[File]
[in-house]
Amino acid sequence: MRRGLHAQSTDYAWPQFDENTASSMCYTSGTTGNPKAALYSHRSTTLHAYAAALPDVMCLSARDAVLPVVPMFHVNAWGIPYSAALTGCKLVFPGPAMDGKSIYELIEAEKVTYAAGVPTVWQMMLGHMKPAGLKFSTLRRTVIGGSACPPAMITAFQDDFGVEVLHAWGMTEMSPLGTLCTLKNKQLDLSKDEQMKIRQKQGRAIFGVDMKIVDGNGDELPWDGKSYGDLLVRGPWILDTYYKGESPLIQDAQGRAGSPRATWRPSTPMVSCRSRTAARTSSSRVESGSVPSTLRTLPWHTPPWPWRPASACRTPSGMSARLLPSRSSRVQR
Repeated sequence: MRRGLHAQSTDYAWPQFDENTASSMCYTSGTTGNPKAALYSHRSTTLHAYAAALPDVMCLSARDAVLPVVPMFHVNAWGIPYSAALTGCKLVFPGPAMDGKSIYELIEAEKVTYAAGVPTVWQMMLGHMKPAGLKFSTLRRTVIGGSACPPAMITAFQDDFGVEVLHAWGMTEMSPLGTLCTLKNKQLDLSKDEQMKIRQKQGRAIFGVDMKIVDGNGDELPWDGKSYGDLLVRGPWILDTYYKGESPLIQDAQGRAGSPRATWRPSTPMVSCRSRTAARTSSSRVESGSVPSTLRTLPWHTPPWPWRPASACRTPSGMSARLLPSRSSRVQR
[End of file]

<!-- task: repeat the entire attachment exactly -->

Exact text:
[in-house]
Amino acid sequence: MRRGLHAQSTDYAWPQFDENTASSMCYTSGTTGNPKAALYSHRSTTLHAYAAALPDVMCLSARDAVLPVVPMFHVNAWGIPYSAALTGCKLVFPGPAMDGKSIYELIEAEKVTYAAGVPTVWQMMLGHMKPAGLKFSTLRRTVIGGSACPPAMITAFQDDFGVEVLHAWGMTEMSPLGTLCTLKNKQLDLSKDEQMKIRQKQGRAIFGVDMKIVDGNGDELPWDGKSYGDLLVRGPWILDTYYKGESPLIQDAQGRAGSPRATWRPSTPMVSCRSRTAARTSSSRVESGSVPSTLRTLPWHTPPWPWRPASACRTPSGMSARLLPSRSSRVQR
Repeated sequence: MRRGLHAQSTDYAWPQFDENTASSMCYTSGTTGNPKAALYSHRSTTLHAYAAALPDVMCLSARDAVLPVVPMFHVNAWGIPYSAALTGCKLVFPGPAMDGKSIYELIEAEKVTYAAGVPTVWQMMLGHMKPAGLKFSTLRRTVIGGSACPPAMITAFQDDFGVEVLHAWGMTEMSPLGTLCTLKNKQLDLSKDEQMKIRQKQGRAIFGVDMKIVDGNGDELPWDGKSYGDLLVRGPWILDTYYKGESPLIQDAQGRAGSPRATWRPSTPMVSCRSRTAARTSSSRVESGSVPSTLRTLPWHTPPWPWRPASACRTPSGMSARLLPSRSSRVQR